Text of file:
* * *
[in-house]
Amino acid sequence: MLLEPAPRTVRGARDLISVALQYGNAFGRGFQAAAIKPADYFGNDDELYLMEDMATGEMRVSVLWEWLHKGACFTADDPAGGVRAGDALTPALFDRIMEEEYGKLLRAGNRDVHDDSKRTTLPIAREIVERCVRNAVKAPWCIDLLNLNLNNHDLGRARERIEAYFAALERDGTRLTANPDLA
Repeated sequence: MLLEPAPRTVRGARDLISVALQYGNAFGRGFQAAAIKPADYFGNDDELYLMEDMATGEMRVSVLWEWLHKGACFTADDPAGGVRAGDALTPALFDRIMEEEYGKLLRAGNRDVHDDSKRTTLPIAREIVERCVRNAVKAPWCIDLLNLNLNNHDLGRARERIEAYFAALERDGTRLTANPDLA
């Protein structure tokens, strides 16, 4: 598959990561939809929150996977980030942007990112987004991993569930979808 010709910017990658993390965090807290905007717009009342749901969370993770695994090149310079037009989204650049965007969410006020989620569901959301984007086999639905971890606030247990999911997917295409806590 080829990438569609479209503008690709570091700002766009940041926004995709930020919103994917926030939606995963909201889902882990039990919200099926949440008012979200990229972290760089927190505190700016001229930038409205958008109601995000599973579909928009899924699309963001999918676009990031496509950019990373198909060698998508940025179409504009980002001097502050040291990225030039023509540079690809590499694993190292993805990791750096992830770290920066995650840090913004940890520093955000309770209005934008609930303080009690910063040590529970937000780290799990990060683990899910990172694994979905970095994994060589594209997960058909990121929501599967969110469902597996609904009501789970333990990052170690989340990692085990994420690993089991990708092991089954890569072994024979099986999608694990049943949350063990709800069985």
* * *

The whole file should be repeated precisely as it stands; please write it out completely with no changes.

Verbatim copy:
[in-house]
Amino acid sequence: MLLEPAPRTVRGARDLISVALQYGNAFGRGFQAAAIKPADYFGNDDELYLMEDMATGEMRVSVLWEWLHKGACFTADDPAGGVRAGDALTPALFDRIMEEEYGKLLRAGNRDVHDDSKRTTLPIAREIVERCVRNAVKAPWCIDLLNLNLNNHDLGRARERIEAYFAALERDGTRLTANPDLA
Repeated sequence: MLLEPAPRTVRGARDLISVALQYGNAFGRGFQAAAIKPADYFGNDDELYLMEDMATGEMRVSVLWEWLHKGACFTADDPAGGVRAGDALTPALFDRIMEEEYGKLLRAGNRDVHDDSKRTTLPIAREIVERCVRNAVKAPWCIDLLNLNLNNHDLGRARERIEAYFAALERDGTRLTANPDLA
């Protein structure tokens, strides 16, 4: 598959990561939809929150996977980030942007990112987004991993569930979808 010709910017990658993390965090807290905007717009009342749901969370993770695994090149310079037009989204650049965007969410006020989620569901959301984007086999639905971890606030247990999911997917295409806590 080829990438569609479209503008690709570091700002766009940041926004995709930020919103994917926030939606995963909201889902882990039990919200099926949440008012979200990229972290760089927190505190700016001229930038409205958008109601995000599973579909928009899924699309963001999918676009990031496509950019990373198909060698998508940025179409504009980002001097502050040291990225030039023509540079690809590499694993190292993805990791750096992830770290920066995650840090913004940890520093955000309770209005934008609930303080009690910063040590529970937000780290799990990060683990899910990172694994979905970095994994060589594209997960058909990121929501599967969110469902597996609904009501789970333990990052170690989340990692085990994420690993089991990708092991089954890569072994024979099986999608694990049943949350063990709800069985």